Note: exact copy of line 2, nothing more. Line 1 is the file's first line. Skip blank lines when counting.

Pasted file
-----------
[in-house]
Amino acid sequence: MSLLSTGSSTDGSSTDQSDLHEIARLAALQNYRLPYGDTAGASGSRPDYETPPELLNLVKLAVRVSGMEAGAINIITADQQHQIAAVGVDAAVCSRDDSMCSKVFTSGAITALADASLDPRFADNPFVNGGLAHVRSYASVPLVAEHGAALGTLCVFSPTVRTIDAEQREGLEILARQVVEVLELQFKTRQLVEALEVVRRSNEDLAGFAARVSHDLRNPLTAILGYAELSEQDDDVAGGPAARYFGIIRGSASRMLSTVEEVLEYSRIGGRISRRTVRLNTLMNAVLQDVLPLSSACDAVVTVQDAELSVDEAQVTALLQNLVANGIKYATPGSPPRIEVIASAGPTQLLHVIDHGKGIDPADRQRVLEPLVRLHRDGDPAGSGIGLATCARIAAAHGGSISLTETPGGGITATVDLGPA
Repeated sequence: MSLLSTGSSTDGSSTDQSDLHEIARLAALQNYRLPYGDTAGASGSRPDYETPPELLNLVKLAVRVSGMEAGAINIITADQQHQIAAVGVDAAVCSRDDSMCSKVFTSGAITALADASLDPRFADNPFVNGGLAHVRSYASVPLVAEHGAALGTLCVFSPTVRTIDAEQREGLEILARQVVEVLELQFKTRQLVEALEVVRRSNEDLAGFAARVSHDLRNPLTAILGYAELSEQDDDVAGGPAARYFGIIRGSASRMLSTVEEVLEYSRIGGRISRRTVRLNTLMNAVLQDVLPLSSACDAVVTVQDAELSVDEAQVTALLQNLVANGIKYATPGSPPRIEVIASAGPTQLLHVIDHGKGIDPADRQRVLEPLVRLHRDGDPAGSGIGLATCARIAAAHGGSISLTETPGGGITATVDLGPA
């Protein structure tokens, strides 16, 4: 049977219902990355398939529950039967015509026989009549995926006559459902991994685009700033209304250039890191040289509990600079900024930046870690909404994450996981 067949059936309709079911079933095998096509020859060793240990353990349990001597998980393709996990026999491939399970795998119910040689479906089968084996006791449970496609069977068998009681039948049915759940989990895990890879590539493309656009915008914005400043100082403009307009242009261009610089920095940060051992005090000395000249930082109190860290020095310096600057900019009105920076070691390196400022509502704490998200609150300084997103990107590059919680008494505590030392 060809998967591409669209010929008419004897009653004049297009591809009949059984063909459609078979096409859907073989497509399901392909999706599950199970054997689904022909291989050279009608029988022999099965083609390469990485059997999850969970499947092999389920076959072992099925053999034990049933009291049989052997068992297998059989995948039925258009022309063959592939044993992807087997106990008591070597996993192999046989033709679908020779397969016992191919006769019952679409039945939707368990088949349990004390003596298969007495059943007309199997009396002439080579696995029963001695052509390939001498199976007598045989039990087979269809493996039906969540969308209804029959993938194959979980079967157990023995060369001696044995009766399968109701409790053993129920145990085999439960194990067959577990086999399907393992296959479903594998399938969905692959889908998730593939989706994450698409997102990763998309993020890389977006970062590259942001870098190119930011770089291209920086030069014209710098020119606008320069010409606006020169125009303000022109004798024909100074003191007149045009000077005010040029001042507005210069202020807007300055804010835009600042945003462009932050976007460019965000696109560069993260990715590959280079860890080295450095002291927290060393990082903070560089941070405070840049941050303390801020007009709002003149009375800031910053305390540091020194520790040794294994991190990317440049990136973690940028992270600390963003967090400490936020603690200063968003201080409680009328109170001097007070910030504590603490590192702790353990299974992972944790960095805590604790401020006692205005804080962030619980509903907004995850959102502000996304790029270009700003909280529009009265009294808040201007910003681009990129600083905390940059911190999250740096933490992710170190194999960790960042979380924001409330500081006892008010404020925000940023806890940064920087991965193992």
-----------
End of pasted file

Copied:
Amino acid sequence: MSLLSTGSSTDGSSTDQSDLHEIARLAALQNYRLPYGDTAGASGSRPDYETPPELLNLVKLAVRVSGMEAGAINIITADQQHQIAAVGVDAAVCSRDDSMCSKVFTSGAITALADASLDPRFADNPFVNGGLAHVRSYASVPLVAEHGAALGTLCVFSPTVRTIDAEQREGLEILARQVVEVLELQFKTRQLVEALEVVRRSNEDLAGFAARVSHDLRNPLTAILGYAELSEQDDDVAGGPAARYFGIIRGSASRMLSTVEEVLEYSRIGGRISRRTVRLNTLMNAVLQDVLPLSSACDAVVTVQDAELSVDEAQVTALLQNLVANGIKYATPGSPPRIEVIASAGPTQLLHVIDHGKGIDPADRQRVLEPLVRLHRDGDPAGSGIGLATCARIAAAHGGSISLTETPGGGITATVDLGPA